my Facebook page to be a little stage. It’s a soapbox where I can spout off a
pithy little comment or observation and see what Facebook ‘friends’ have to say
about my posts.
Some of what
I create and post up is tied to twentieth century music in the rock, pop and
country genres. Often, I’ll take a line from an old song and put it in the
context of today’s world. So here are a few of my favorites from the past two
Don’t accept a friend request from
someone named ‘Buttercup’, she’ll build you up just to let you down.
I wish a vow taking nun would change
her name to Sister Disco.
Love grows where my Rosemary goes but
so do STDs.
In modern times Foreigner’s “Jukebox
Hero” would be re-titled “I-Pod Icon.”
Harry Chapin’s song “Taxi” should be
Kids now get inoculated to prevent
the rockin’ pneumonia & the boogie woogie flu. Jenny McCarthy protests this
The road to Shambala should lead to a Waffle House.
“One of these crazy old nights, we’re
gonna find out pretty mama, what turns on your lights.” (I bet it’s The
In “Take a Letter Maria”, R.B. Greaves asking
his secretary out for a dinner date would now be viewed as sexual harassment.
“I can see for miles and miles”,
thanks to Lasik Surgery.
“…way past one and feeling alright,
cuz with Little Willy around they can last all night.” (Thank you Viagra)
Nickelback’s “Rock Star” asks for a bathroom
with a king sized tub big enough for 10 plus me. (That’s gonna be a bitch to clean)
Are Cheap Trick’s ‘Dream Police’ equipped with body cameras?
“She calls me up and says baby it’s a
lonely ole night.” (Sounds like somebody needs to get on Tinder)
Michael Penn sang, “What if I were
Romeo in black jeans?” (Make sure those
pants are the ‘relaxed fit’ style)
Pearl Jam- Were charges filed when
Jeremy bit the recess lady’s breast?
(Did he at least get an ‘in school suspension’?)
The new drug Huey Lewis wants, does it cause oily discharge?
NEXT WEEK’S BLOG- Highlights from my Spring Break.
St. Patrick’s Day is over. Amen. I’m sure plenty of revelers started drinking on Friday and kept partying on through Sunday night. Erin go Bragh, and all that stuff. Yeah, I’m not a fan of the Irish boozing festival. Too many goofs see St. Patrick’s Day as a built in excuse to get piss drunk. Jerry Seinfeld used to say how he didn’t like being around drunks because they’re always telling you how much they love you or hate you and he didn’t want to hear either of those things. Me neither.
Not that I’m trying to ruin anyone’s good time, but my heavy or even moderately strong drinking days have been in the rearview mirror for a long time. I can’t recall a time since 2000 when I was even giddily buzzed, let alone bombed out drunk. It’s not that I’m some high and mighty Puritan, I just don’t see the value in ruining a whole day or longer nursing a hangover after a night of too many cocktails.
When I get
together with friends for fellowship, I keep it to a 2 drink total, 3 if it’s a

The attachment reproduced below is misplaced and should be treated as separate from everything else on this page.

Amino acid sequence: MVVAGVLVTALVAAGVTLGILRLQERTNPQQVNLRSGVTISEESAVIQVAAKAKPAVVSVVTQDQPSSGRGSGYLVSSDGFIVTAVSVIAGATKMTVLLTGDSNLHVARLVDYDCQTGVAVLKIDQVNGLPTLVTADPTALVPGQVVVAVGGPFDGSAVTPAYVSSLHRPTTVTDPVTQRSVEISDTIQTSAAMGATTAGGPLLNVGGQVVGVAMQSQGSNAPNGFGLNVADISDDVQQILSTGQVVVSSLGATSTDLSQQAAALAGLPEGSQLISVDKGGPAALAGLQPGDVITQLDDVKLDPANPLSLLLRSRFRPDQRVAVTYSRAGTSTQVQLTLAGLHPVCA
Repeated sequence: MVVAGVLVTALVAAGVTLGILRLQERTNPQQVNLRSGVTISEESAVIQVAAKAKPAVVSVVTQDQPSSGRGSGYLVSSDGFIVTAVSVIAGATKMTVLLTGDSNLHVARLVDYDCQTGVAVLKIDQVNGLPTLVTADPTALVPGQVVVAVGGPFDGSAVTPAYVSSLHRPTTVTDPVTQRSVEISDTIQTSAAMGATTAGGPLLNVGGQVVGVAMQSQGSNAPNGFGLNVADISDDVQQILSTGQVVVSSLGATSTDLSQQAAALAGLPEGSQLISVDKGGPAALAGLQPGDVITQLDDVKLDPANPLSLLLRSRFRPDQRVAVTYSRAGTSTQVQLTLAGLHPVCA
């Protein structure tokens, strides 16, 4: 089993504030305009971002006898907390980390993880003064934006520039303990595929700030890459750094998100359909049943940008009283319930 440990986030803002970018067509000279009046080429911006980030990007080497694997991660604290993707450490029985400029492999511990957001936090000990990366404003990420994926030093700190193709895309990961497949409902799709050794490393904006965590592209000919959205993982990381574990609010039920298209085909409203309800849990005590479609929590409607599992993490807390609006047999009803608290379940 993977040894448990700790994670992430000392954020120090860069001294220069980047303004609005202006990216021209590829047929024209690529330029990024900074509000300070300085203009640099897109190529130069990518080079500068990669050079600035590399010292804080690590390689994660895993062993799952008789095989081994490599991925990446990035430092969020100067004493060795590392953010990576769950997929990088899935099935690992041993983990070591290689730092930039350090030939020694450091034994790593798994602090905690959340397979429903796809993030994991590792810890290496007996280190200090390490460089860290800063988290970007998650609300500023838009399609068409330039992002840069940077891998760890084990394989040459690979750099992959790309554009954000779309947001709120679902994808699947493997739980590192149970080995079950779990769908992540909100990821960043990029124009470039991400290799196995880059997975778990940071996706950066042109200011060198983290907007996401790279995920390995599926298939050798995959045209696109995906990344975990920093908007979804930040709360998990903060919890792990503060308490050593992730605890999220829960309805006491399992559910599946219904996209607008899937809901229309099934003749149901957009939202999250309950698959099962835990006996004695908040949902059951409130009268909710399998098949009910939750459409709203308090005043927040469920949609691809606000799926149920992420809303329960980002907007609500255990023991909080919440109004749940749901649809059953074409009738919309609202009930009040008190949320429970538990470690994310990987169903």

longer hang. In between each alcohol
serving I’ll have a diet Coke or a glass of ice water with a twist of
lime. As far as drinks of choice, I go
with bottled beer, Rolling Rock or a Shiner Bock do just fine by me.
Still, the carousing others do on St. Patrick’s Day reminds me of the days when I used to howl at the moon with the drinking. The first boozing I did was at age 14. My sister Mary Ann was four years older than I and she introduced me and my friends to ‘Slow Screws’ which was Sloe gin mixed with orange juice. That cocktail had a sweet and easy taste which made them fun to get an occasional buzz on.
When I was in high school, the legal drinking age for beer and wine in Illinois was nineteen and to drink hard liquor you had to be twenty one. My friends and I kicked into weekend beer hoisting at the start of junior year in high school. Some of us, me included, were shaving fairly regularly so it was easy to look nineteen and buy suds at liquor stores in neighboring towns. We did that because the alcohol sellers in my hometown of Elmhurst always demanded to see an I.D. We rarely got into the hard booze. A few cans of Old Style or Olympia beer were the norms for us.
parents had a liberal attitude towards alcohol. They told me to call them if I
was ever too liquored up to drive, get a ride home from someone sober or just
stay over where I was until the morning. By age seventeen they allowed me and
my friends to drink at our house. My mom would fill us up with snacks and keep
an eye out to make sure nobody went too nuts with the malt pops. The logic from
my folks was, “He should learn how to handle drinking and if it happens under
our roof, so much the better.” And yes,
there were a couple of times when I had to bunk at a friend’s house due to
being over-served. I also hosted buzzed pals at my house for the same reason. One piss drunk buddy filled up
half a laundry sink with beer and pizza puke then passed out on my cold
basement floor. His head was resting against our cat’s litter box. Hey, we were young and stupid.
Actually most of us York High School kids were fairly
careful with the drinking after some sophomore classmates got into a horrible
night time drunk driving crash. Two blocks
from my house some teens sped out of control while turning a corner and slammed
a car head on into a tree. One of the crash victims almost lost his life and
was laid up in the hospital for quite some time. That was a stark wake up call to have fun but
don’t be reckless.